The Need for Audio Description in Indigenous Languages

I live in a desert. A river runs through the middle of my city — Albuquerque, New Mexico — and vast stretches of ancient, ancestral lands surround it. This area is home to some of the oldest pueblos, indigenous communities, and Native American reservations in the United States. 

And while the landscape bears their ancient structures and new constructions, from ceremonial kivas to crystalline casinos, indigenous people are seeing their languages become less and less enshrined. In a world of digitized media and language tools, ancestral languages are often left behind. 

Billions of people worldwide lack access to digital content and services in their language. While some of that has to do with structural inequalities on a larger-scale — from lack of digital infrastructure (like Wi-Fi access) to lack of native languages being taught in schools — it is partly caused by the lack of investment in and inclusion of diverse languages in content production and localization. 

This “media-desert” becomes even more vast when considering audio description — the art of describing what is happening visually on-screen for a blind and low-vision audience — in indigenous languages. There is still such a long way to go even with English audio description availability and quality on all streaming, broadcast, and classic media. And, of course, accessibility goes far beyond English in order to reach a linguistically and culturally diverse audience.

In many ways, artificial intelligence (AI) could be an exciting breakthrough toward creating audio description in a wide range of languages. AI could allow an audio description script to be written and voiced in one language (say, English), and then re-voiced in another language in an instant.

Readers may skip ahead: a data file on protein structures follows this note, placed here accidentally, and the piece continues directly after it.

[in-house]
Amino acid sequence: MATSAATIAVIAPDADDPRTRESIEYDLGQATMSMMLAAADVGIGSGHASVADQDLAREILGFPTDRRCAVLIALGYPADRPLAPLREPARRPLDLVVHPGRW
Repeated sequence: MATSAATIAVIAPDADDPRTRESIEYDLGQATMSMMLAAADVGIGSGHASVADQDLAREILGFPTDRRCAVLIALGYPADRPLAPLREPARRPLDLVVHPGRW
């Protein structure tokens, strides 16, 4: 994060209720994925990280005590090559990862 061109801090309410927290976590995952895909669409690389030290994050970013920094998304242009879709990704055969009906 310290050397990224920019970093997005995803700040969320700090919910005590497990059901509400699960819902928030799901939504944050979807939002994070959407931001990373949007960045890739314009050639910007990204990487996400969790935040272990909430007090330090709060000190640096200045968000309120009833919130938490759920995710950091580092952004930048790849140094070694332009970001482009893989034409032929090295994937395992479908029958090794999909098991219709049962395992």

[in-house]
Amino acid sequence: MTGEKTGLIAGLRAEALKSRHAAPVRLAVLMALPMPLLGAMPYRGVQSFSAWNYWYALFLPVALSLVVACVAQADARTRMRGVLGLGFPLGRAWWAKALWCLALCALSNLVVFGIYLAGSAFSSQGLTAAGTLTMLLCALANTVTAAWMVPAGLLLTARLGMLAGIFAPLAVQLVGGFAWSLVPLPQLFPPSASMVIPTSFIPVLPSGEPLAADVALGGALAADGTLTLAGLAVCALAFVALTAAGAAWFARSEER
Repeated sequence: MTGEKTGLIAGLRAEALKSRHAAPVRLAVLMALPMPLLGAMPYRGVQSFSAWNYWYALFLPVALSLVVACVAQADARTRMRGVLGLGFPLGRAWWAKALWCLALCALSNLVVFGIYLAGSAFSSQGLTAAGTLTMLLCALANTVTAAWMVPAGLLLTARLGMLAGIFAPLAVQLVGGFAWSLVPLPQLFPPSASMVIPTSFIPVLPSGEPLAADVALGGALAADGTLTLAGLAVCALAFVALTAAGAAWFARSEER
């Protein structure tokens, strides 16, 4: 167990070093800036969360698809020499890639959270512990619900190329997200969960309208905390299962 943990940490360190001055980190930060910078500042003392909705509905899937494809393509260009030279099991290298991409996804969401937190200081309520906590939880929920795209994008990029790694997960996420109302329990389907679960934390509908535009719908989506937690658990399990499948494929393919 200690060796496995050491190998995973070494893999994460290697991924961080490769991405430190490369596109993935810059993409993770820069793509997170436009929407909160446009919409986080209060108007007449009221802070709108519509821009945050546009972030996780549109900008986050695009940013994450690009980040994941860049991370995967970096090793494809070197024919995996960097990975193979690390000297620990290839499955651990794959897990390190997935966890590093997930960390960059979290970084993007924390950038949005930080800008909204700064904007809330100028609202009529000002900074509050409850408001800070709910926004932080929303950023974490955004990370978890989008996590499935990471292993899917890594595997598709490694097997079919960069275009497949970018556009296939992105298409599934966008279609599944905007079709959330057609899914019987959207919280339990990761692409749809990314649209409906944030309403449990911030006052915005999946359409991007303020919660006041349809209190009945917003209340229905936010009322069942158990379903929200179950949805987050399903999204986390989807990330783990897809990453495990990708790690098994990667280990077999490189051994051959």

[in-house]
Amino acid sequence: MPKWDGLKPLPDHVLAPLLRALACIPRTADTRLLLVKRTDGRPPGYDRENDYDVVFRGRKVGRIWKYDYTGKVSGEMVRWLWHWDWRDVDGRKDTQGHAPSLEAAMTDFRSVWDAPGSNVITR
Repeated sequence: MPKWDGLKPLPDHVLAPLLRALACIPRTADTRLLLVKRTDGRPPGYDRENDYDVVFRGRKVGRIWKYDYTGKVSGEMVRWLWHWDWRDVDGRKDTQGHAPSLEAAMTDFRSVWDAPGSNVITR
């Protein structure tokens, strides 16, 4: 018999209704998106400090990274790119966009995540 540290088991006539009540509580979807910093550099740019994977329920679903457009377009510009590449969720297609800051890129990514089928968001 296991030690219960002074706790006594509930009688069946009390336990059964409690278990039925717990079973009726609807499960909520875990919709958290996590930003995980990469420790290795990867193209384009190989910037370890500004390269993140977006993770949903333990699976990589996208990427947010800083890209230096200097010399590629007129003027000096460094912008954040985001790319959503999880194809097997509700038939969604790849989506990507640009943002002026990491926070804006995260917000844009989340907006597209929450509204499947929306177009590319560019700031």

At the same time, disparities in language access become even more glaring with the advent of generative AI (GenAI), since the enormous datasets required to train large language models (LLMs) are often not available in indigenous languages. That has led some communities to create their own digital language tools, working with universities or other institutions to weave artisanal digital databases — stitched together one word at a time.

The work of preserving and digitizing indigenous languages is ongoing, something April Armijo of Ambitious Ancestors calls “indigitization.” Producing audio description in underserved languages can amplify and aid this language preservation, while also increasing access.

Madeline Baugh
Madeline Baugh is an audio description and dubbing producer in Albuquerque, New Mexico.

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